Trust in the kindness of the Unknown.

Live for what matters.

Die for what is right.

Be a poem all will know by heart
even long after you are gone;

a life resonating like a sustained note;
the hum buzz of your heart’s neon
still echoing in what you have touched,

the scarlet thread, still flashing
in your children’s window after every storm,

and against all odds.

The Eastern European Girl’s Closet


deconstruct the closet of her anger.
examine the wardrobe of her broken expectations.
Pry open the wounds of her dresses:
ask them why they hurt when pressed against her skin.
They will tell you
her body is the grief in the mouth of language,
the last round of ammunition
for a heart that does not believe in ceasefire.
Coerce the little black dress
to navigate you through the evacuation plan,
ask it to brief you through the drills
for deportation or an abrupt funeral.
Run your fingers on the green card number
carved in ink inside its collar.
It will tell you she still believes in being found.
Ask her wedding dress why some days
it sings an ice cream truck melody
and some days it screams a tornado siren.
It will ballad you through the legend
of predisposed calamity;
synthetic fear blended in the same weave
with the certainty of loss.
Ask the skirts to chart the topography of loneliness
in rooms full of coral women in sparkling gowns.
They will tell you of the slavery her skin cannot claim,
the wrong color dialect of her timid Braille scars.
When you stumble upon the red dress you will know,
by now she has mastered the art of fitting
into tight foreign languages, and other women’s shoes.
See how the neckline plunges fearlessly into another culture,
perfectly matched by her stylish survival
a versatile accessory, a must have for all seasons.
Examine carefully how it armors her body,
how it fools a room into becoming her ally.
Do not mistake this dress
for an elaborate surrender.
Note how its ignition temperature
equals the fury of gunpowder;
this dress is her last bullet,
and she, the apt soldier
knows when to reach for it,
in days she finds herself surrounded.

January 21, 2011 – a Poem in Three Parts


For Albania
The brave 200,000 protesters of January 21,2011
The four innocent victims
And my brother


My teething seven month old son
rubs his raw gums against my shoulders
the very instant I spot on live Albanian TV
among 200,000 protesters
the hoodie I bought my brother last month
at little five points in Atlanta, Georgia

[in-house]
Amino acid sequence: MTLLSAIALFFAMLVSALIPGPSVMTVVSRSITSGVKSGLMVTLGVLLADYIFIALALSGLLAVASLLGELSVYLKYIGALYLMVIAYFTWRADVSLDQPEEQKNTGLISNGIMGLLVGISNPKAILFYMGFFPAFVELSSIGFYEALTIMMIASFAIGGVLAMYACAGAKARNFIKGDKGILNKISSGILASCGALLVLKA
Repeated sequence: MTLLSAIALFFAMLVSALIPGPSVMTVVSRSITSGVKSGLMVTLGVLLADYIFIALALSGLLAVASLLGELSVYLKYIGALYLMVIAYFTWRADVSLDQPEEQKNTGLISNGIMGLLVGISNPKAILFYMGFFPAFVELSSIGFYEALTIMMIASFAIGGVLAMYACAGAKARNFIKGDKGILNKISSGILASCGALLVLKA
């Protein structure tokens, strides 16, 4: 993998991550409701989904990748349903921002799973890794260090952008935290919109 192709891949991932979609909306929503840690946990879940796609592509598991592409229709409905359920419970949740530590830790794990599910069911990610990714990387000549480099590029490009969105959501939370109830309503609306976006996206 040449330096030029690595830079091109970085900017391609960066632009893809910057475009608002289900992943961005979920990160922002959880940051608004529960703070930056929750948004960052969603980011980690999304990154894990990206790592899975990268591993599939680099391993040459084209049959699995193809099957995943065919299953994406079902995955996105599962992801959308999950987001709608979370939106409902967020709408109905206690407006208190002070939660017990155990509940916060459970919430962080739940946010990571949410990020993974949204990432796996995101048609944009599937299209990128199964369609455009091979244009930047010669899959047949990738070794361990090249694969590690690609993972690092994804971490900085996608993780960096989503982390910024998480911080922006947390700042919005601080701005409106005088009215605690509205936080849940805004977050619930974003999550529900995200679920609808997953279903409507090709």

even in a crowd that size it’s hard to miss:
oversized, red, and with Bob Marley’s big grin on it

I spot him seconds before another woman’s brother
standing next to him, shatters by the sharp bite
of a sniper bullet to his head.

There are no words to describe my baby’s shrill
as I jump, as snakebitten, at the sight of Bob Marley’s portrait
on my brother’s chest, soiled with the blood and brains
of another woman’s brother
whose head my brother cradles in his palms
the way he once held two stolen pomegranates
from our next door neighbor’s orchard
juice running down his elbows.

I am late for work.
In America, I make my living as a seamstress
so, unlike me, my children will be able to turn off the horror
with the TV; I want them to be American like that.

Today I sew a crimson dress for an old actress
starving herself back into youth.
In the fitting room she keeps fidgeting in front of the mirror
complaining about her body.
Something inside me unsnaps.
I am unable to grab a hold of myself or the hem of her garment
I prick my fingers again and again with a sharp, steel needle.
The blood sprouting from my fingertips dampens her cloth
the tears collapse in the square of my face
as her words scatter like empty gun shells.
She says to me:
“Don’t worry, sweetheart.
It’s just red on red.
No one is going to notice it”.


After hearing on TV
names of Albanian poets and journalists,
my four year old daughter wants to know:
” what is a coup d’etat?”

I tell her, just like Kim Kardashian
some people are famous for all the wrong reasons.


Dear brother,

the next time the tyrant aims his bayonets
to the sky’s abdomen
and empties his guns in the mouths of dissidents
until the heels of God bleed the bodies of the innocents
on our barricaded doorsteps

the next time you are reporting live on air
and they storm down your radio station,
drag you out by Bob Marley’s dreads on your favorite hoodie
limbs snapping down the hallway like old vinyl records
as the cop, your childhood friend curses you out
Using your sister’s and mother’s real name

The next time you are in a public square
when 2,600 rounds of live ammunition are fired on the crowd
and one of those bullets gets tempted by your chest
bellowing like an accordion, singing redemption songs

sweet brother, darling of my soul, remember:



The fuzz on the edges of static.
We are red on red.
No one’s going to notice.

The following video contains graphic images from the events of January 21, 2011.